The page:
Reptilian Disc Golf Serpent Review

The second release from Reptilian Disc Golf is the new Serpent putter to go along side the previously released Scale. The Serpent brings a straighter flight when compared to it’s Scale cousin. You won’t get a lot of fade out of the Serpent and you can trust a very consistent flight time and time again.

Reptilian Disc Golf says this about their new putter:

The Serpent features the RDG top paired with a beadless bottom to produce a much straighter, more beginner friendly PnA mold.

The Serpent is easily one of the most gyroscopic discs on the market. You can just feel how much mass is on the wing of this mold. The flight plate feels as though it is weightless, while the rim is incredibly dense. Because of the weight concentration, these Serpents are very flexible but still hold their shape beautifully.

Reptilian Disc Golf sent us a Serpent in both a Chalk RFF plastic and Fossil plastic. The Chalk RFF plastic has that expected chalky feel as the name implies and a much softer touch. The Chalk RFF Serpent is much more flexible and can easily be flexed by the hand. The flight plate has a lot of give to it and can actually hold a small change in shape after digging your thumb into it. If you are a fan of softer putters, this will be up your alley.

On the other side of things, the Fossil Serpent is about as stiff as you can possibly be. It’s surprisingly stiff almost to an extreme. There is no movement in the Fossil plastic. While we were easily able to almost bend the Chalk RFF Serpent in half, we were afraid of snapping the Fossil plastic in two as it was so hard. The flight plate had a small amount of give thanks to the thin flight plate, but that rim isn’t going to move. Some who were able to test it with us found it to be almost too stiff for them.

The Serpent features a very blunt nose and a relatively deep feel to it. It is a beadless putter and thanks to that blunt nose almost feels bigger than it really is. If you prefer a shallower putter, this might not be your top choice, but if you like that deeper, almost lid-like, feel, the Serpent might be the ticket.

The top of the Serpent has the same thumbtrack like groove that the Scale has. Your thumb likely won’t be placed directly in it due to the placement it close to the end of the flight plate. It doesn’t really come into play and shouldn’t be anything to worry about.

As for the flight, we began using the Serpent off the tee and did notice a much straighter flight than the Scale. While the Scale wanted to fade with some power at the end of the flight, the Serpent showed much calmer flight. There is a hint of turn, but it won’t be too dramatic. At high speeds the Serpent will be nice and straight regardless of your release angle. With a little hyzer it might flip up just a hair, while a throw with a little anhyzer on it will hold that line before wanting to fade out of it. You can really get a lot of control out of it.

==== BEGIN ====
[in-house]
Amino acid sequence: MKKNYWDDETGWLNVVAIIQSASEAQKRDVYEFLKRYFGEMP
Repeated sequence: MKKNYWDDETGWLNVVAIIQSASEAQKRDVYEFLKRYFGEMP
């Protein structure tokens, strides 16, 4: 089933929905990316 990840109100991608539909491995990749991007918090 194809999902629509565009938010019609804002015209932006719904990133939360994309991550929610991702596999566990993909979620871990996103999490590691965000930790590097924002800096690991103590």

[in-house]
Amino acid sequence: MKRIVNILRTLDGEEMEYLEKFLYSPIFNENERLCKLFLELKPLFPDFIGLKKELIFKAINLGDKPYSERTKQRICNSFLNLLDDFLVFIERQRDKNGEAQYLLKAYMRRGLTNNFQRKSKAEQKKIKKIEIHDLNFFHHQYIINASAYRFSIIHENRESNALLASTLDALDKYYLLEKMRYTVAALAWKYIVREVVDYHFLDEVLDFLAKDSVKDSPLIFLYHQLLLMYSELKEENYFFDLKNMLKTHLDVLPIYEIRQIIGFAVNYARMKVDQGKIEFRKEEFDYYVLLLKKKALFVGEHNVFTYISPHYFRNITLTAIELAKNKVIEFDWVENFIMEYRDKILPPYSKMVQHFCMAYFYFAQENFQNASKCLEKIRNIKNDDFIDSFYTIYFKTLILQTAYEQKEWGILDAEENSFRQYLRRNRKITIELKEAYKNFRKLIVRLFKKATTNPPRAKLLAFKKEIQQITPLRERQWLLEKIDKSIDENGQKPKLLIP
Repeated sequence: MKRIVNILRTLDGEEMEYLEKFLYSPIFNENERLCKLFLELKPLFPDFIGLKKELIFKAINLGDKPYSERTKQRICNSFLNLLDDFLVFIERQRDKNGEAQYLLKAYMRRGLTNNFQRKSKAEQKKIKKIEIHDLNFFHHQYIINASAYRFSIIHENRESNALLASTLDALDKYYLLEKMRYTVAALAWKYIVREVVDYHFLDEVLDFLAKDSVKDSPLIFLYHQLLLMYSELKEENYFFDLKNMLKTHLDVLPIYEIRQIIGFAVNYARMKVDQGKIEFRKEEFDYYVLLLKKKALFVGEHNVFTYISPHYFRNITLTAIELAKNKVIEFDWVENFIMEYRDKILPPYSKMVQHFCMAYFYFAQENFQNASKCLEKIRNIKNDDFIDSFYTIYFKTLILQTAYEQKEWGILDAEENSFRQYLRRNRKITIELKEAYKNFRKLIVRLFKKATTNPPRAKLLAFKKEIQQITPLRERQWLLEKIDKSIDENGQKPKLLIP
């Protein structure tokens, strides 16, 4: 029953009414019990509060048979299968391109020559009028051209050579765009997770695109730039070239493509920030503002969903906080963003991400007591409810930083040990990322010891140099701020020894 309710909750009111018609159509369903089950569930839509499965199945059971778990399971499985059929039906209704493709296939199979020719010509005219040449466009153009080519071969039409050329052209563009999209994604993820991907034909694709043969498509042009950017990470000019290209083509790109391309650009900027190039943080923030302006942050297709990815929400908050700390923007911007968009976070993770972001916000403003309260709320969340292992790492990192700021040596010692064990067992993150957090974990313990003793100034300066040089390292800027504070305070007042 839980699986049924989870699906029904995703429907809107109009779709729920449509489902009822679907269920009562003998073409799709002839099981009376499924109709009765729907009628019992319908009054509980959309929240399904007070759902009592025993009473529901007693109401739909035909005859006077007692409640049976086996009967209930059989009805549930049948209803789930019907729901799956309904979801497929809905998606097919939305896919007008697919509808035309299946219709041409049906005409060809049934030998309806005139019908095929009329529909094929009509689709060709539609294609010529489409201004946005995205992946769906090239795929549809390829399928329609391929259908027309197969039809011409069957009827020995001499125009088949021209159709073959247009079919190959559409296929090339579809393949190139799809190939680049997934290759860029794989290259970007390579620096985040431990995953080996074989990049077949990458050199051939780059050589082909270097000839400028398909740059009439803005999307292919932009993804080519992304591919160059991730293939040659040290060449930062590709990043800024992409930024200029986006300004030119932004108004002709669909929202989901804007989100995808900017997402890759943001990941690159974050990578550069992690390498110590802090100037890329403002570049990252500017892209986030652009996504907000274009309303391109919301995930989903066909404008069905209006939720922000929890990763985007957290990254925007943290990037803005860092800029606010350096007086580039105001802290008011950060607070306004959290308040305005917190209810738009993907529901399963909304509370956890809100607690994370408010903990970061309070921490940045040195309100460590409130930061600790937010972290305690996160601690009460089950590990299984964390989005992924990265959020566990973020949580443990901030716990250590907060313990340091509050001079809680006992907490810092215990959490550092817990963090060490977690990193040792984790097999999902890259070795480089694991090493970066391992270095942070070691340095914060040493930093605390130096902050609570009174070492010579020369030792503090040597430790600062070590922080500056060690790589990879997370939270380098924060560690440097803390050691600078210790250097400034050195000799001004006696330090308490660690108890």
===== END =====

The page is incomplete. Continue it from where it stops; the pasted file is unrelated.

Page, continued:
As it continues down toward the basket you’ll see a little bit of fade kick in. The fade began a little earlier than expected, but it still wanted to fly forward. It never really dumps that hard to the left, but it will finish left of center. We suspect that once it beats in a little bit you’ll see this fade become even softer as time goes on.

The one feature of the flight that stood out the most was the glide, especially in the Fossil plastic. The Chalk RFF Serpent had an expected amount of glide, although it still wasn’t a lot. The Fossil Serpent on the other hand really lacked in the glide department. We were surprised the first few times we threw the Fossil Serpent and watched it just drop quickly. We threw it along side some other similar putters and it never quite had the glide the others do.

The lack of glide became useful as we were using the Serpent on small approach shots and inside the circle as a putter. We knew it wasn’t going to glide past the basket and we could give it just enough power to make it there. When putting inside the circle, spin putters seemed to like it a little more as they were able to really just go right at the center of the chains and give it some power to nail the putt. Pitch putters found they needed to give it a little more height to help it carry a full arc toward the basket. It will take a few throws to get a feel for just how much glide the Serpent has and how you need to use that to your advantage.

inbounds Disc Golf - Reptilian Disc Golf SerpentReptilian Disc Golf rates the Serpent at 3, 3, -0.5, 1. We’d adjust that to a 3, 2, -0.5, 1 and could even say the Fossil Serpent has a 1 or 1.5 for glide.

The flight chart from inbounds Disc Golf shows the slight turn we saw before just a hair of a fade. If you’re looking for a straight putter that you can have a lot of control over, the Serpent might be it.

The Reptilian Disc Golf Serpent isn’t going to do anything too crazy. It won’t have any big skip finishes and it won’t show big s-curve style shots. It isn’t meant to do that though. It is built to be a putter with a straight flight that you can have control on. If you want the straight flight, you can do it. If you want to put it on a little hyzer, give it the angle and the height needed and it will do the rest. The deeper feel and blunt nose will really give you a full feel which can translate to a lot of confidence in your shot. If there is one shot in disc golf you need confidence with it is with your putter and the Reptilian Disc Golf Serpent hopes to make that confidence level go up.

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